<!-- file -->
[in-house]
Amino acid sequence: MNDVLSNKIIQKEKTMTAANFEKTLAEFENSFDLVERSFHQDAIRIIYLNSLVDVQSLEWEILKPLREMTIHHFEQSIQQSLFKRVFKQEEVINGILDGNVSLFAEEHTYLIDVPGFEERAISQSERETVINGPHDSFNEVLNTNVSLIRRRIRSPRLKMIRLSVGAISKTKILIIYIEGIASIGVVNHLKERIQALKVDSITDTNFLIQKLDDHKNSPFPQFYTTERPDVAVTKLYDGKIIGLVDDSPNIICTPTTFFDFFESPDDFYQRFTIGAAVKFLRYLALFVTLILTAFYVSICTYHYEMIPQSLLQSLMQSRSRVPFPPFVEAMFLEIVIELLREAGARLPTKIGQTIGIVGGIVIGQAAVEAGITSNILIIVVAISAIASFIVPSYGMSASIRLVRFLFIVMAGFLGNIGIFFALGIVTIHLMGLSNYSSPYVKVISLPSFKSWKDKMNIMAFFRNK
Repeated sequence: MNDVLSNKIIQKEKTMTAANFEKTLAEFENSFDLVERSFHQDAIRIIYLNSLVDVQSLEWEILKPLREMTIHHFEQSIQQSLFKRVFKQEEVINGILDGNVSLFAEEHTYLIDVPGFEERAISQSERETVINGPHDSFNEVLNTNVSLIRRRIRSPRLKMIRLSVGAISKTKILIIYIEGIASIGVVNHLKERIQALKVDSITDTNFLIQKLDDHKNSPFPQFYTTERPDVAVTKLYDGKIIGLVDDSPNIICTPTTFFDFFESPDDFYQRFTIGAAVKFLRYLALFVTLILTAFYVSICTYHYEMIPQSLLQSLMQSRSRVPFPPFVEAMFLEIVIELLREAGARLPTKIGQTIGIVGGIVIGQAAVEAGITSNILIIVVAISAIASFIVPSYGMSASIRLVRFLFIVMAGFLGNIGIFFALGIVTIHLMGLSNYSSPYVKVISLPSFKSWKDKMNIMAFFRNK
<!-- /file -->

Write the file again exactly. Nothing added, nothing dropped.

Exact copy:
[in-house]
Amino acid sequence: MNDVLSNKIIQKEKTMTAANFEKTLAEFENSFDLVERSFHQDAIRIIYLNSLVDVQSLEWEILKPLREMTIHHFEQSIQQSLFKRVFKQEEVINGILDGNVSLFAEEHTYLIDVPGFEERAISQSERETVINGPHDSFNEVLNTNVSLIRRRIRSPRLKMIRLSVGAISKTKILIIYIEGIASIGVVNHLKERIQALKVDSITDTNFLIQKLDDHKNSPFPQFYTTERPDVAVTKLYDGKIIGLVDDSPNIICTPTTFFDFFESPDDFYQRFTIGAAVKFLRYLALFVTLILTAFYVSICTYHYEMIPQSLLQSLMQSRSRVPFPPFVEAMFLEIVIELLREAGARLPTKIGQTIGIVGGIVIGQAAVEAGITSNILIIVVAISAIASFIVPSYGMSASIRLVRFLFIVMAGFLGNIGIFFALGIVTIHLMGLSNYSSPYVKVISLPSFKSWKDKMNIMAFFRNK
Repeated sequence: MNDVLSNKIIQKEKTMTAANFEKTLAEFENSFDLVERSFHQDAIRIIYLNSLVDVQSLEWEILKPLREMTIHHFEQSIQQSLFKRVFKQEEVINGILDGNVSLFAEEHTYLIDVPGFEERAISQSERETVINGPHDSFNEVLNTNVSLIRRRIRSPRLKMIRLSVGAISKTKILIIYIEGIASIGVVNHLKERIQALKVDSITDTNFLIQKLDDHKNSPFPQFYTTERPDVAVTKLYDGKIIGLVDDSPNIICTPTTFFDFFESPDDFYQRFTIGAAVKFLRYLALFVTLILTAFYVSICTYHYEMIPQSLLQSLMQSRSRVPFPPFVEAMFLEIVIELLREAGARLPTKIGQTIGIVGGIVIGQAAVEAGITSNILIIVVAISAIASFIVPSYGMSASIRLVRFLFIVMAGFLGNIGIFFALGIVTIHLMGLSNYSSPYVKVISLPSFKSWKDKMNIMAFFRNK